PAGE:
Monday, March 21, 2011

"My City Too" seminar on localism, youth and the built environment

The British coalition government is working to get its Localism Bill through Parliament. Among other things, the bill would place responsibility for decisions about planning and the built environment with local authorities and communities. Open-City is hosting a seminar on youth participation and localism at London's Royal College of Physicians on March 23. Young Ambassadors from Open-City's My City Too program and local authority representatives will outline proposals to get young people involved in the localism agenda in their communities and neighborhoods.

The My City Too campaign prepares young Londoners aged 12-19 to participate in decisions about the future of their neighborhoods, boroughs and city through action research projects, monthly forums, intergenerational workshops with city planners, surveys, and even a forum for mayoral candidates in 2008.

For more information about the seminar, see Localism, Youth and the Built Environment: an Open-City knowledge-sharing seminar.

Thursday, March 17, 2011

Obama administration will attend 100 "Roundtables with Young Americans"

The Obama administration is encouraging communities around the U.S. to host "Roundtables with Young Americans" to discuss community problems, identify solutions and share success stories. The President says he values solutions from young people, and to prove it his administration will attend one hundred of these roundtables as part of an initiative called "Your Future, Your Solutions: 100 Youth Strategies for Winning the Future."

Roundtable participants can submit the results to the White House Youth Team, which will compile them in a database of models that can be replicated in other communities. The Youth Team will follow up with participants to let them know about other opportunities to connect with the White House, such as web chats and conference calls.

You can find information about how to hold a roundtable and possibly get a White House visit here.

Thursday, March 3, 2011

National Youth Summit: What happens next?

In February the U.S. Department of Education hosted the "Voices in Action: National Youth Summit' in Washington, DC. The summit was attended by Secretary of Education Arne Duncan and quite a few other DOE and White House officials, along with 300 students and 50 adults from school districts and youth-serving organizations around the country. The summit was held to promote dialog about how to achieve President Obama's goal for the U.S. to lead the world in college completion by 2020.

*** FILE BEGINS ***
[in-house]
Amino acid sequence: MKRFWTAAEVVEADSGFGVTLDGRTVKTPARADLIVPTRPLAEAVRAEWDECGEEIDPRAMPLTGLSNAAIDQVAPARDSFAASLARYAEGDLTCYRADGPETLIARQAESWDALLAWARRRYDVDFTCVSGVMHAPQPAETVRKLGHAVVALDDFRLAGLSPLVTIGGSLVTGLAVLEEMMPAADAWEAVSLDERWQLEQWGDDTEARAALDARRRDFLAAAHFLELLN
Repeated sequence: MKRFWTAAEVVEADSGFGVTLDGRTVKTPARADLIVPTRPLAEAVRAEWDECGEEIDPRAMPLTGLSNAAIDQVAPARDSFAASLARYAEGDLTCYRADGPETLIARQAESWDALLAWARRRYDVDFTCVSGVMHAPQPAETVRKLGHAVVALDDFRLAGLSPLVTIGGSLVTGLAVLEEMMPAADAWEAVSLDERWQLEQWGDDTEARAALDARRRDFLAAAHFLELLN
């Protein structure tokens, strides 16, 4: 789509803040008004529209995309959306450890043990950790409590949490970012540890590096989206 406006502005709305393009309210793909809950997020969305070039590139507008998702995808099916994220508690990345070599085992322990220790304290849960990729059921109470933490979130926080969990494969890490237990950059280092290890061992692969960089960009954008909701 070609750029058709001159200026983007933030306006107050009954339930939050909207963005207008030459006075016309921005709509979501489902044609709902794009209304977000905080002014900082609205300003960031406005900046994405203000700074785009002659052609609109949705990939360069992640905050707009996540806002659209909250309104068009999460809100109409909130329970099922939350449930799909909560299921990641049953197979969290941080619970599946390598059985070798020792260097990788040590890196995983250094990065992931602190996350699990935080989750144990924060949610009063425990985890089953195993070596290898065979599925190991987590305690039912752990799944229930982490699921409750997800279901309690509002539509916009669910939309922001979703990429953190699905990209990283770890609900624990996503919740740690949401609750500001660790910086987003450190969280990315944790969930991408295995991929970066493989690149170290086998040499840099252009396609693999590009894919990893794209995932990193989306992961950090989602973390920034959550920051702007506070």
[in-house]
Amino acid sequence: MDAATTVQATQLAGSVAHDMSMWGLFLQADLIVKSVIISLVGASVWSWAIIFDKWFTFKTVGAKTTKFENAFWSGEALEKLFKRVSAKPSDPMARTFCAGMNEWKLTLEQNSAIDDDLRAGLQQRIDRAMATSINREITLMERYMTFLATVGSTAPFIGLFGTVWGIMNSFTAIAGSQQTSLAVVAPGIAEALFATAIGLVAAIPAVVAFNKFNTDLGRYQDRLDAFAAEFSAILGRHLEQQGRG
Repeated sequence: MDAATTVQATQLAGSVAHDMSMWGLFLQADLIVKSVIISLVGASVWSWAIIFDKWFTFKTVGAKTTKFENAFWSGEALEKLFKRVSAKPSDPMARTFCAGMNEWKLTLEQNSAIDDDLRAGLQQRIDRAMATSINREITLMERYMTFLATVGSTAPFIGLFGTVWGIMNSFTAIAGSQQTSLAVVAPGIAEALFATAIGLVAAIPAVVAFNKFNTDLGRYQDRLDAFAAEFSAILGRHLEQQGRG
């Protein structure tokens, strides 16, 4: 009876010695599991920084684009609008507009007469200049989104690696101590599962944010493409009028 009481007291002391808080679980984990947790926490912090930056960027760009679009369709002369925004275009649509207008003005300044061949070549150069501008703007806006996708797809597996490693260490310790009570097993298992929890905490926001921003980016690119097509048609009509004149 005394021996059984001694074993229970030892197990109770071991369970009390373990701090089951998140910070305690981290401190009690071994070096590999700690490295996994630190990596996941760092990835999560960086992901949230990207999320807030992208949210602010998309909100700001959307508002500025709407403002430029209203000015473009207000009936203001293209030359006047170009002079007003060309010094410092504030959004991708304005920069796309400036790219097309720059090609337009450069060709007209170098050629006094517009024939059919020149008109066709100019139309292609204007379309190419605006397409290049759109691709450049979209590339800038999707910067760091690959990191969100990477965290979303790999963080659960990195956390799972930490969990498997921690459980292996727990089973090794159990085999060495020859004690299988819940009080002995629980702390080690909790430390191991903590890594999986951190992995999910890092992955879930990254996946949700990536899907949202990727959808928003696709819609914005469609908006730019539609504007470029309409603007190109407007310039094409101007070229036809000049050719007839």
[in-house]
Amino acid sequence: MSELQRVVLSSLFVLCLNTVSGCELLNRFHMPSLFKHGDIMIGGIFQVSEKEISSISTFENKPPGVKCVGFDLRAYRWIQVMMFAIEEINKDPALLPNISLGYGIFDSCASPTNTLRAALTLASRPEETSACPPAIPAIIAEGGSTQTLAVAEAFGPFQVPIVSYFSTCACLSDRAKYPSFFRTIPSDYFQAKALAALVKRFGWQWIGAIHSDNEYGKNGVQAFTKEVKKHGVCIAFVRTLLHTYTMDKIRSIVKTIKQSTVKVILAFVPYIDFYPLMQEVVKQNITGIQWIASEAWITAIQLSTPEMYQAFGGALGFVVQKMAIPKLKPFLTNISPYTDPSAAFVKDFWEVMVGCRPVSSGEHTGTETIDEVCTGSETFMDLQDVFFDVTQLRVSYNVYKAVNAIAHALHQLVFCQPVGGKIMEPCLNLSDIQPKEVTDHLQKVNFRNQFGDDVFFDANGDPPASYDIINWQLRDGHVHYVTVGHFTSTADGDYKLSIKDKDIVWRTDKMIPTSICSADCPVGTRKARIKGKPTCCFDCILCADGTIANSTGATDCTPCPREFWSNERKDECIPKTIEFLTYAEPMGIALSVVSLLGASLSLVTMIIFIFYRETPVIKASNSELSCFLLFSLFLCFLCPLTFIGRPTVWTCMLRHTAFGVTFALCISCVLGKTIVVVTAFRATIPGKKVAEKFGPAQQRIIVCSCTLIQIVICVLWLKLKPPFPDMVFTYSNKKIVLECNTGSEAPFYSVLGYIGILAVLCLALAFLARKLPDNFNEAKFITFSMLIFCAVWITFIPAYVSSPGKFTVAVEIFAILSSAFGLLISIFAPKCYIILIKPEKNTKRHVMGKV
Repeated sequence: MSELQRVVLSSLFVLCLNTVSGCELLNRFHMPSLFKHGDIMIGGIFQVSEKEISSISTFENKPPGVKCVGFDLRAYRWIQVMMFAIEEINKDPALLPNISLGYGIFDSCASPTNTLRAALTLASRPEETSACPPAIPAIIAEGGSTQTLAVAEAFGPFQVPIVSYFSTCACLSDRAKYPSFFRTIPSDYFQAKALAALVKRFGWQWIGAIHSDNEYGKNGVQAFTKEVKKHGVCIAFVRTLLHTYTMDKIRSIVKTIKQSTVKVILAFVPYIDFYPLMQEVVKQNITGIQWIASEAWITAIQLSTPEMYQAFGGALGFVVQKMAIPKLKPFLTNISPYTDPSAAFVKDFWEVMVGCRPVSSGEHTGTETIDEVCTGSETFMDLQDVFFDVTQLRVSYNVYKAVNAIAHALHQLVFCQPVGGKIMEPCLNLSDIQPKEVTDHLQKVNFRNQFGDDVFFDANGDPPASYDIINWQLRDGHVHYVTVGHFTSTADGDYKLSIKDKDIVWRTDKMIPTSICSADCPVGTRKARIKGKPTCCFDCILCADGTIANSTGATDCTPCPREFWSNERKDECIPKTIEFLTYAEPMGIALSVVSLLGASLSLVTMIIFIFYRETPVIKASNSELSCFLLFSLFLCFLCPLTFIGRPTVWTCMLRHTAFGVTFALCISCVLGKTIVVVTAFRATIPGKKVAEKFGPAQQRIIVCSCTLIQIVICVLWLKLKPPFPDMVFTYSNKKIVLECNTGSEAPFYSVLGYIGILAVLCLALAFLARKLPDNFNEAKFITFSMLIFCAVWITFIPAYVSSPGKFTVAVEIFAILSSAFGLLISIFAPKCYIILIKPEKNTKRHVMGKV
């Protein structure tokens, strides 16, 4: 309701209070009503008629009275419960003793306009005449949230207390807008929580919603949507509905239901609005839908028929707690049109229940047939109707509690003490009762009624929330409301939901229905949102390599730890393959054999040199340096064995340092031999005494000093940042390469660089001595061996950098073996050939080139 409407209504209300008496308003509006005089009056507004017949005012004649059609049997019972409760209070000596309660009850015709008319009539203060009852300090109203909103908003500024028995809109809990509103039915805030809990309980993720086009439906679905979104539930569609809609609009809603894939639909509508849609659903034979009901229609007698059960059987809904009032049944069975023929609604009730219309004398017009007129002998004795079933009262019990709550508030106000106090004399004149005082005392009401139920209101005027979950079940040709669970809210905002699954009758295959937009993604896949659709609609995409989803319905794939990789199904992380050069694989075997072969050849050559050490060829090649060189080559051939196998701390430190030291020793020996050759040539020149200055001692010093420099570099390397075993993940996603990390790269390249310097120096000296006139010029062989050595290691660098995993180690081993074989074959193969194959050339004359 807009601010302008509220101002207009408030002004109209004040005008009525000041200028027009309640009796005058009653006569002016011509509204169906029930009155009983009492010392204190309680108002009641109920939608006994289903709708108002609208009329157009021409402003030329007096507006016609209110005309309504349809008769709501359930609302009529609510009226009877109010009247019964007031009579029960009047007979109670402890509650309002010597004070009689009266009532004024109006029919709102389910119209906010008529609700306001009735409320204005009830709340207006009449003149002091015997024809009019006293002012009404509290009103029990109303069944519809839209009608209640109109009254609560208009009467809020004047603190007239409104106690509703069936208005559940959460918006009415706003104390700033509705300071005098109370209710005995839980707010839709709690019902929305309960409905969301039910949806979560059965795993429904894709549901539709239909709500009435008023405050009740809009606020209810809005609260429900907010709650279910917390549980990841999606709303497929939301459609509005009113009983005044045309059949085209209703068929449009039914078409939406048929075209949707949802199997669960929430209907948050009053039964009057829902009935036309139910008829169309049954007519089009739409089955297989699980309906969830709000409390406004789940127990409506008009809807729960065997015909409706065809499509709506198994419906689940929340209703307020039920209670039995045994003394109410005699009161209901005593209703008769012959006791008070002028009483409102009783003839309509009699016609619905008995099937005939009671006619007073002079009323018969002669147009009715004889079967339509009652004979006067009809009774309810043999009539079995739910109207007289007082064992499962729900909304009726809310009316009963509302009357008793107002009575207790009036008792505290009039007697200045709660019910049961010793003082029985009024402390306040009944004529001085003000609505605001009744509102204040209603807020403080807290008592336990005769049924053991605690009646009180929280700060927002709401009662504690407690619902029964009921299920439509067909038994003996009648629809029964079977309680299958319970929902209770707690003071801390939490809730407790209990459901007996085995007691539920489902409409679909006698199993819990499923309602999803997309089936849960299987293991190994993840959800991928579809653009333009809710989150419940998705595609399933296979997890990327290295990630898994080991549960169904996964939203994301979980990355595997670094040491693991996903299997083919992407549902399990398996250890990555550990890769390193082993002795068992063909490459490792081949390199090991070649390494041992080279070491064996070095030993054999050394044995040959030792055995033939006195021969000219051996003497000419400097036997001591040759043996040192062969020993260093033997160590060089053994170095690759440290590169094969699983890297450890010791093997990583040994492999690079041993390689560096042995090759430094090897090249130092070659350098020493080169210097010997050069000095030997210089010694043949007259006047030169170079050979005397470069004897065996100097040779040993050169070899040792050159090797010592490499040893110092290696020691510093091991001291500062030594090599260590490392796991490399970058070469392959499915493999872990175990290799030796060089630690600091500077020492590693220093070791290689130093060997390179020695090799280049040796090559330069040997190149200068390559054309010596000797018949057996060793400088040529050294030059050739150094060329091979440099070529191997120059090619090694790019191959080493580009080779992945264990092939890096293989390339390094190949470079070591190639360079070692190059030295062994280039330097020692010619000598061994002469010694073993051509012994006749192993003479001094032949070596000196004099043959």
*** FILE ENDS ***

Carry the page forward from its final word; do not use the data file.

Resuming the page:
The Forum for Youth Investment (FYI) has posted a page on the summit that includes video of the opening and a "Summit Sampler" written by Alison Beth Waldman, a recent college graduate who attended. There is also a link to "Ask Sec. Duncan," which allowed students who did not attend the summit to ask the Secretary questions and vote on the top questions. However, it looks like the librarians have taken over. Most of the questions appear to have been asked by adults, and the top five questions are all about school libraries.

It's great to see the White House and the Department of Education seeking input from young people. The question, though, is what happens next? Did students' words have any influence on the decisions that will be made by the federal officials who attended? How will we know? If students had been asked what they think the President's goal for education should be, would they have chosen the same one he did? Do students even care if the U.S. leads the world in college completion?

Again, it's great to see the administration reaching out to students. But it will be even more interesting to see the follow-up. The FYI summit page indicates that Alison plans to write more on "edutainment, 'streets instead of schools,' and what happens when we’ve already talked to our Senators?" Stay tuned.

Tuesday, March 1, 2011

Symposium on youth participation in international decision-making to be held in May

The British Council and the Open Society Foundation, in partnership with the British Youth Council and the Commonwealth Youth Exchange Council, are sponsoring a symposium on "Meaningful Participation by Young People in International Decision-making: Principles, Practice and Standards for the Future" May 16-18 in London. The symposium will bring together stakeholders from around the world to discuss effective practice and begin to develop a foundation for international standards for youth participation in international decision-making. The symposium will include stakeholder dialogues, thematic working groups; focused input from decision-makers, and a voice for young people.

For more information and to register your interest, please contact Sheila Mykoo at: or by phone at: +44 (0) 20 7389 4217.

Source: United Nations Youth Flash Vol. 8, No. 2, February 2011

Human settlements youth summit to be held in South Africa

South African Human Settlements Minister Tokyo Sexwhale has called for a Human Settlements Youth Summit to increase youth involvement in designing future towns and cities in South Africa. On February 24 Sexwhale convened a roundtable meeting attended by over 50 leaders of South African youth organizations. A number of political and civil society organizations were also represented at the roundtable. Sexwhale told the roundtable participants,
We need young South Africans to take our vision forward, as we fully support the notion of "nothing about us without us." We want you to go back to your members and mobilise them behind the summit. We want you to prepare your thinking around this subject.
The summit is part of the Minister's Settlements 2030 Vision.

Media statement from the Human Settlements Ministry : Sexwhale calls on youth to get involved in the future of human settlements